Defeating Loss Mechanisms in 1D TiO2-Based Hybrid Solar Cells
2015, Wisnet, Andreas, Bader, Katarina, Betzler, Simon B., Handloser, Matthias, Ehrenreich, Philipp, Pfadler, Thomas, Weickert, Jonas, Hartschuh, Achim, Schmidt-Mende, Lukas, Scheu, Christina, Dorman, James A.
Titanium dioxide (TiO2) semiconductors are widely used in energy conversion, energy storage, catalysis, and other electronic applications. Hydrothermally grown TiO2 nanowires are an alternative to mesoporous TiO2 nanostructures due to possible direct charge transport, but their full potential waits to be unleashed. Latest findings show a peculiar defect structure, consisting of small single-crystalline fingers and free internal surfaces, which supposedly promote a number of loss mechanisms. In this paper, the influence of these defects on charge transport is studied on the basis of hybrid solar cells featuring a TiO2/dye/polymer interface. Electrical, optical, and structural characterization identifies a number of loss mechanisms, which are inhibited by the introduction of particular annealing steps at specific processing points during fabrication. An increase in power-conversion efficiency of 35% is obtained, resulting in 2.71% and surpassing mesoporous films of the same material combination. These results suggest that caution has to be exercised when dealing with defect structures possibly present in metal oxides which appear single-crystalline by conventional analysis methods.
H-aggregate analysis of P3HT thin films-Capability and limitation of photoluminescence and UV/Vis spectroscopy
2016-09-01, Ehrenreich, Philipp, Birkhold, Susanne T., Zimmermann, Eugen, Hu, Hao, Kim, Kwang-Dae, Weickert, Jonas, Pfadler, Thomas, Schmidt-Mende, Lukas
Polymer morphology and aggregation play an essential role for efficient charge carrier transport and charge separation in polymer-based electronic devices. It is a common method to apply the H-aggregate model to UV/Vis or photoluminescence spectra in order to analyze polymer aggregation. In this work we present strategies to obtain reliable and conclusive information on polymer aggregation and morphology based on the application of an H-aggregate analysis on UV/Vis and photoluminescence spectra. We demonstrate, with P3HT as model system, that thickness dependent reflection behavior can lead to misinterpretation of UV/Vis spectra within the H-aggregate model. Values for the exciton bandwidth can deviate by a factor of two for polymer thicknesses below 150 nm. In contrast, photoluminescence spectra are found to be a reliable basis for characterization of polymer aggregation due to their weaker dependence on the wavelength dependent refractive index of the polymer. We demonstrate this by studying the influence of surface characteristics on polymer aggregation for spin-coated thin-films that are commonly used in organic and hybrid solar cells.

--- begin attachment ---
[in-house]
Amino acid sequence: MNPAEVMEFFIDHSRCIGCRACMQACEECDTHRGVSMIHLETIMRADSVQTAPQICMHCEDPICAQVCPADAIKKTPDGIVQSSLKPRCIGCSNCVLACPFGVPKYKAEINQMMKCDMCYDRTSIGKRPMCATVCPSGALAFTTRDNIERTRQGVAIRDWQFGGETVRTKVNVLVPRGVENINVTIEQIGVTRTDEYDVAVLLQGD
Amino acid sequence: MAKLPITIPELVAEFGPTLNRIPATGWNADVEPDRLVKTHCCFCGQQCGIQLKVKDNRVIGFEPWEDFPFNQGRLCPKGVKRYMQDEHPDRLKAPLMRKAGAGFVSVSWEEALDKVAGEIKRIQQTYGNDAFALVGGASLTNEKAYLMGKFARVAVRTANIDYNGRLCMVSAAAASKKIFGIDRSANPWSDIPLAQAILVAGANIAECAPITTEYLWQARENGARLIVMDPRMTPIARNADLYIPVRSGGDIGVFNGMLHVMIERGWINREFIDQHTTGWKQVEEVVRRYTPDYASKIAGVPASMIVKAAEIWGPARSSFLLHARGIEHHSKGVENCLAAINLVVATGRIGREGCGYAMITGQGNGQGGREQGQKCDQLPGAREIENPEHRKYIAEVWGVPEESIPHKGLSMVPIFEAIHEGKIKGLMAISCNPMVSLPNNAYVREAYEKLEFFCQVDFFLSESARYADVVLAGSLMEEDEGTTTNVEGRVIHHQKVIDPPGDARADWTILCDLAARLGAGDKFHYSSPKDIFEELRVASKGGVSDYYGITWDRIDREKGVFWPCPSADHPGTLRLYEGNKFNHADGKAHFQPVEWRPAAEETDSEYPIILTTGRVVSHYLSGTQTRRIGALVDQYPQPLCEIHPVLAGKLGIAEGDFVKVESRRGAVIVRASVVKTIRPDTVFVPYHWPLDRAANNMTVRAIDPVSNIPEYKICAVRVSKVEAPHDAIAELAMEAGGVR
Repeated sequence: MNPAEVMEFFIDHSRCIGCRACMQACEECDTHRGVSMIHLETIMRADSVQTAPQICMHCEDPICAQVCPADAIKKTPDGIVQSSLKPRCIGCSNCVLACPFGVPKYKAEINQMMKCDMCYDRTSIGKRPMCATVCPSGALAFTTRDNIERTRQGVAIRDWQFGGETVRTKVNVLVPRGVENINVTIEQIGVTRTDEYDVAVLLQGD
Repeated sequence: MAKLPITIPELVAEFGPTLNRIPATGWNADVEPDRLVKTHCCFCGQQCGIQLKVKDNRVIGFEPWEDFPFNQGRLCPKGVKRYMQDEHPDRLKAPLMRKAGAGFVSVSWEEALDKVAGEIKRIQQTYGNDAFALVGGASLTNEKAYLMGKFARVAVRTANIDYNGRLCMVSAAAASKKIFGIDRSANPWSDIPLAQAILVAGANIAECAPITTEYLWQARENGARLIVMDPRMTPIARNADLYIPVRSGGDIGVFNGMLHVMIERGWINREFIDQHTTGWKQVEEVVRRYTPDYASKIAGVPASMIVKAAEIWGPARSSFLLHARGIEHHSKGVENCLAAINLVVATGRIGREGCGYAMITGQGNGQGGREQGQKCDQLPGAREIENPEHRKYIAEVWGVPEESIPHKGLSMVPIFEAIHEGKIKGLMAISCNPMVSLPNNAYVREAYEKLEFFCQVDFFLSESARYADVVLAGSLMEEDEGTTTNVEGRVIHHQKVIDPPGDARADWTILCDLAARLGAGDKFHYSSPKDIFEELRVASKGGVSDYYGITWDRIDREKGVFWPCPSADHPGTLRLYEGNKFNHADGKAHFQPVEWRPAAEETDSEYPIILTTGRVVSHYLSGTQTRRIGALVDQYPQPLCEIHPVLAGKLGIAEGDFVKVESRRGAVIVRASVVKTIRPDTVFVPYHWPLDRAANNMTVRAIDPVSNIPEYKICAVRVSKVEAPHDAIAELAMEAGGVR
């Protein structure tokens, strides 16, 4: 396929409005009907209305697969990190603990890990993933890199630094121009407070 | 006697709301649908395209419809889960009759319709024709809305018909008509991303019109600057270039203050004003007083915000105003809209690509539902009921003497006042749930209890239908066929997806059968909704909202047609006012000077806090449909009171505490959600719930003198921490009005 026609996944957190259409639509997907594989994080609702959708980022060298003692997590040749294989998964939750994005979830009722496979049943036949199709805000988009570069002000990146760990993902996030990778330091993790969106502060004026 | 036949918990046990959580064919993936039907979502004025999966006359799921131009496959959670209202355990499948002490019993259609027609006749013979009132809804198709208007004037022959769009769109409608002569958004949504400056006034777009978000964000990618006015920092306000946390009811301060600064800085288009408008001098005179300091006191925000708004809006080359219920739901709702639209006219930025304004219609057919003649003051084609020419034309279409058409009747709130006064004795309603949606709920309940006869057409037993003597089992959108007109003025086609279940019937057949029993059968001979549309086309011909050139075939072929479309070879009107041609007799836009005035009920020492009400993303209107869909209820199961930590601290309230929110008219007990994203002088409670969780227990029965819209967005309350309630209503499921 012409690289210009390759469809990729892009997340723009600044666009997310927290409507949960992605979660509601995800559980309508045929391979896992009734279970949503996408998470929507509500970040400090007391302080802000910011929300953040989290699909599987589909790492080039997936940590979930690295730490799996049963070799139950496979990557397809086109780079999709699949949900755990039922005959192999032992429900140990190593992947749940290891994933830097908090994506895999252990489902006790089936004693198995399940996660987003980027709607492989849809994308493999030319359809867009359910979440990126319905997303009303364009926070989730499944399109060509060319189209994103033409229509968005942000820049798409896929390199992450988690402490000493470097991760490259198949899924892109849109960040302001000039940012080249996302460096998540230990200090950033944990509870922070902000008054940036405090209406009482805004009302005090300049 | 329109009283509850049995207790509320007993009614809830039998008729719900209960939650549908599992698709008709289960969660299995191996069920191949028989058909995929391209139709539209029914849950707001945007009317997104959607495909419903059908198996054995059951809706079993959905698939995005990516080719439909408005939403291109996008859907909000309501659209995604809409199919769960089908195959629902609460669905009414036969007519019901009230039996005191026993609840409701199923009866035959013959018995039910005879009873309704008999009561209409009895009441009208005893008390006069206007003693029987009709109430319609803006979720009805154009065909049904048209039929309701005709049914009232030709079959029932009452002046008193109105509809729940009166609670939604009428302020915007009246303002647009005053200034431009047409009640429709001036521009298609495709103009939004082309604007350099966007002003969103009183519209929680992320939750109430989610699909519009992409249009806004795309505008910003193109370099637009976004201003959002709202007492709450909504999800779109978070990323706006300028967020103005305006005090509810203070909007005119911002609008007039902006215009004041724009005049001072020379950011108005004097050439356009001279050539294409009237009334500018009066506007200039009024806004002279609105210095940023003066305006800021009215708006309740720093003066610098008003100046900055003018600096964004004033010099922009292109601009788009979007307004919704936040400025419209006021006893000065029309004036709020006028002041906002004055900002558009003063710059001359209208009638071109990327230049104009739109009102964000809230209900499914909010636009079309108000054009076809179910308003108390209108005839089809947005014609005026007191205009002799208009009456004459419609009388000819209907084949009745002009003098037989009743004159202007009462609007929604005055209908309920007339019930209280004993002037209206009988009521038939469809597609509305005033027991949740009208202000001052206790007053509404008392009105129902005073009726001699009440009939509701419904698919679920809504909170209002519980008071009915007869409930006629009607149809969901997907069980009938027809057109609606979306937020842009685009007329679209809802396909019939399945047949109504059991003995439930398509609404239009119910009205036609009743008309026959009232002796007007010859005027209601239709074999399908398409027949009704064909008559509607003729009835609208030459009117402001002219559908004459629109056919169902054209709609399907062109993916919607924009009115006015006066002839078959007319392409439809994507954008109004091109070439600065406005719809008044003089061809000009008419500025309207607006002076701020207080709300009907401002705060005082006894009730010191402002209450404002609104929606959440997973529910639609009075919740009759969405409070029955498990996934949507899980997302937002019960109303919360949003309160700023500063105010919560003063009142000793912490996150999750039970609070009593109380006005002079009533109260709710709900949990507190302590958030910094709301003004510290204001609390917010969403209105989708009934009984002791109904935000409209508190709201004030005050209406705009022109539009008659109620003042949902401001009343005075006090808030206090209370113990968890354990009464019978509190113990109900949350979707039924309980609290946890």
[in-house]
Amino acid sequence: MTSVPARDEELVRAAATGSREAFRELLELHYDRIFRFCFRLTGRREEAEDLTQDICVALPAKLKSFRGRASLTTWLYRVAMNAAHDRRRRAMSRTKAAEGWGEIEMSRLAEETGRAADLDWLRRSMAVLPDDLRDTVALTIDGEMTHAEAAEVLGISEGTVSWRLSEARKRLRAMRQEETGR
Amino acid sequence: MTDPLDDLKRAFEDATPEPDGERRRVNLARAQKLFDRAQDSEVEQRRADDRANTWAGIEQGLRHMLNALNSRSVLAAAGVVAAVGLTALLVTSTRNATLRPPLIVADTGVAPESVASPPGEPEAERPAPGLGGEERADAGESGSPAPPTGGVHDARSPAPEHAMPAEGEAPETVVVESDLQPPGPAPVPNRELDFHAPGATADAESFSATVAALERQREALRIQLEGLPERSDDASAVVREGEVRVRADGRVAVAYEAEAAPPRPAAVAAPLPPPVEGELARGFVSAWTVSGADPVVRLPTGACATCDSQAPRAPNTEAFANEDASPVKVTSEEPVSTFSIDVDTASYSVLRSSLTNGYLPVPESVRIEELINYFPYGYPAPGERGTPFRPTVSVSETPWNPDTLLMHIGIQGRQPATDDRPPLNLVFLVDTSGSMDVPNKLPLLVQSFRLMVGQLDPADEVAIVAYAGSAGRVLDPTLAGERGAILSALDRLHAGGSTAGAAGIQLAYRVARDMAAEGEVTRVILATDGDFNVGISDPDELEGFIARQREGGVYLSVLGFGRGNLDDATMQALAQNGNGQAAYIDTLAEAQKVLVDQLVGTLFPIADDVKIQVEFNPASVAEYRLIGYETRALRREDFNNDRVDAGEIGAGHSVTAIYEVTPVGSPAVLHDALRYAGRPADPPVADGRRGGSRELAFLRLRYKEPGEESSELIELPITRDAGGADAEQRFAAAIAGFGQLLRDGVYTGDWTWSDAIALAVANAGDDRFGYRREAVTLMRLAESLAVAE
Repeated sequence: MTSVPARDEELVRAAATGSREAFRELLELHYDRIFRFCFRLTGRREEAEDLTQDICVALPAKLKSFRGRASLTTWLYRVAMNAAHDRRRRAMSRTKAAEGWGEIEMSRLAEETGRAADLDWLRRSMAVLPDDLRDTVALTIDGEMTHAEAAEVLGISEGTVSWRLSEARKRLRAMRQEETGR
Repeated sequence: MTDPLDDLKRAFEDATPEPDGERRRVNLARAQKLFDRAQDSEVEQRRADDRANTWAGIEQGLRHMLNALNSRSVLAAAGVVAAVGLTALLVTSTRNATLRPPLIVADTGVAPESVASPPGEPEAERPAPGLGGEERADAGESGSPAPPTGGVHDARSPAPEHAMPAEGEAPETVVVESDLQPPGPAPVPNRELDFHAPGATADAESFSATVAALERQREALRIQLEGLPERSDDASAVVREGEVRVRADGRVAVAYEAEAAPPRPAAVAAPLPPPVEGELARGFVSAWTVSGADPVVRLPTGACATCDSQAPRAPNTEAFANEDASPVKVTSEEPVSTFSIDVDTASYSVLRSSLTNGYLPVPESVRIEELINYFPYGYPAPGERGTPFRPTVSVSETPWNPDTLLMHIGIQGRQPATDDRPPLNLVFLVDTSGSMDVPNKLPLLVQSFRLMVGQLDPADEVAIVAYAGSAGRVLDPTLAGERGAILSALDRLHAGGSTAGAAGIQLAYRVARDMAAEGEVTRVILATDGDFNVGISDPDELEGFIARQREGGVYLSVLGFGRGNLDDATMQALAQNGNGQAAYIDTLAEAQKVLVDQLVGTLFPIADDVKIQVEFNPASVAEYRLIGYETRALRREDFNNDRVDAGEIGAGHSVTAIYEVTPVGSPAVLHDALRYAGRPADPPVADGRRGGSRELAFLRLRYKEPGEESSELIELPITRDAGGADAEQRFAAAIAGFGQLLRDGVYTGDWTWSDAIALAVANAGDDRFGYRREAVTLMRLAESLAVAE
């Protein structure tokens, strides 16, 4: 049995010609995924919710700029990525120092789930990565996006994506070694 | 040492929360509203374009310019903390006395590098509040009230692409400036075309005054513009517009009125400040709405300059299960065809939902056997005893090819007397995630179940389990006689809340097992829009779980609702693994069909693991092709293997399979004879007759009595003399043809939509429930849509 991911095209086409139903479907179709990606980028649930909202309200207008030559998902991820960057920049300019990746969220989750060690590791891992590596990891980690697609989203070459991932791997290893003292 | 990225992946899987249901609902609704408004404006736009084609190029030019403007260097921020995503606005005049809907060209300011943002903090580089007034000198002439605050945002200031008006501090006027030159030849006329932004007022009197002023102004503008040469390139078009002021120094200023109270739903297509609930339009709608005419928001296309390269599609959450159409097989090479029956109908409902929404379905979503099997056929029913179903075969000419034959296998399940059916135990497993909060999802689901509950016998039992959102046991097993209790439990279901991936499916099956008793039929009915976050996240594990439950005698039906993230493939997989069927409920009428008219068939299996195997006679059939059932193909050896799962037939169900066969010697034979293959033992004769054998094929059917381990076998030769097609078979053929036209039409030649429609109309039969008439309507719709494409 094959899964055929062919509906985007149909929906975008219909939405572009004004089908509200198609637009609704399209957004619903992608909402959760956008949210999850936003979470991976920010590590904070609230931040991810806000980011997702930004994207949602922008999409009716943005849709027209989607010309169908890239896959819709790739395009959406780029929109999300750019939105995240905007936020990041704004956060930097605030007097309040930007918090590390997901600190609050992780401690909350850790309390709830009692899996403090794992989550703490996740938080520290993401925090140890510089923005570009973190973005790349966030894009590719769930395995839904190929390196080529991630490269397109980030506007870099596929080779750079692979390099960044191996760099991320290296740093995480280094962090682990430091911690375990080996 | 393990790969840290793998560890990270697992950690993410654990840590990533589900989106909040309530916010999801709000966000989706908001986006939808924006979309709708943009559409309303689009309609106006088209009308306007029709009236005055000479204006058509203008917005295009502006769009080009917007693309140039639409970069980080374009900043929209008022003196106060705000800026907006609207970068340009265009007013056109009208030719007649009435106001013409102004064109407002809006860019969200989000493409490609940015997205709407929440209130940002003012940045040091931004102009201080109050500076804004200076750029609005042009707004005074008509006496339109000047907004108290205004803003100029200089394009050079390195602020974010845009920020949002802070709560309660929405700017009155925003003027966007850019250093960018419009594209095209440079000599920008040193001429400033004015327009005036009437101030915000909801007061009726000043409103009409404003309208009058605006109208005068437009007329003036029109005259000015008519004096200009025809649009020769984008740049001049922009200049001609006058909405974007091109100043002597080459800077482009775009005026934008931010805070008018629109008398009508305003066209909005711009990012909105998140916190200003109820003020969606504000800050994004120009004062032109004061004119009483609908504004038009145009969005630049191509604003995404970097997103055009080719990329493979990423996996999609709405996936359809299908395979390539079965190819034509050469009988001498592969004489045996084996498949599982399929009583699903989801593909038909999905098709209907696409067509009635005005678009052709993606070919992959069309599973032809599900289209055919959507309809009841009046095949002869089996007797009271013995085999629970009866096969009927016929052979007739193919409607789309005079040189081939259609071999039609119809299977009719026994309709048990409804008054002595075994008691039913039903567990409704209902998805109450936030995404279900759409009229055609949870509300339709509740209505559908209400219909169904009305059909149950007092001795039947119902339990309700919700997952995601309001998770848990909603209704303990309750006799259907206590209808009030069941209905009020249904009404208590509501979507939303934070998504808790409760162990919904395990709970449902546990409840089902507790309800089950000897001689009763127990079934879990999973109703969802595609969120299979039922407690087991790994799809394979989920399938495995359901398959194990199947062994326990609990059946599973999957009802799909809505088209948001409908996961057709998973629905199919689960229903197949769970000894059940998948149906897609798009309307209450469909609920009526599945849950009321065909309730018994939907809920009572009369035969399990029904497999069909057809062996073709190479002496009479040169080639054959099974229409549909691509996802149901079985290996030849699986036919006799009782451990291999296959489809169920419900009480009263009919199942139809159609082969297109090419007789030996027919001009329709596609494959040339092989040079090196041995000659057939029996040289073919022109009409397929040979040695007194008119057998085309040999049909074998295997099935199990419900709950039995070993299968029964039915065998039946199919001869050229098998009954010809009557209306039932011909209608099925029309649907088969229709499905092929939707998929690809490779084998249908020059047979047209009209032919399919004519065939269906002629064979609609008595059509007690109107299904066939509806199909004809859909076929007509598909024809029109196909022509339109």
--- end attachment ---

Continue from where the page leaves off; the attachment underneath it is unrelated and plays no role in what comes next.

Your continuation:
Organic and Hybrid Solar Cells : an Introduction
2016-01-23, Schmidt-Mende, Lukas, Weickert, Jonas
With the increasing world-energy demand there is a growing necessity for clean and renewable energy. The sun being one of the most abundant potential sources accounts for less than 1% of the global energy supply. The market for solar cells is one of the most strongly increasing markets, even though the prize of conventional solar cells is still quite high. New emerging technologies, such as organic and hybrid solar cells have the potential to decrease the price of solar energy drastically. This book offers an introduction to these new types of solar cells and discusses fabrication, different architectures and their device physics on the bases of the author's teaching course on a master degree level. A comparison with conventional solar cells will be given and the specialties of organic solar cells emphasized.
Decoupling optical and electronic optimization of organic solar cells using high-performance temperature-stable TiO2/Ag/TiO2 electrodes
2015, Kim, Kwang-Dae, Pfadler, Thomas, Zimmermann, Eugen, Feng, Yuyi, Dorman, James A., Weickert, Jonas, Schmidt-Mende, Lukas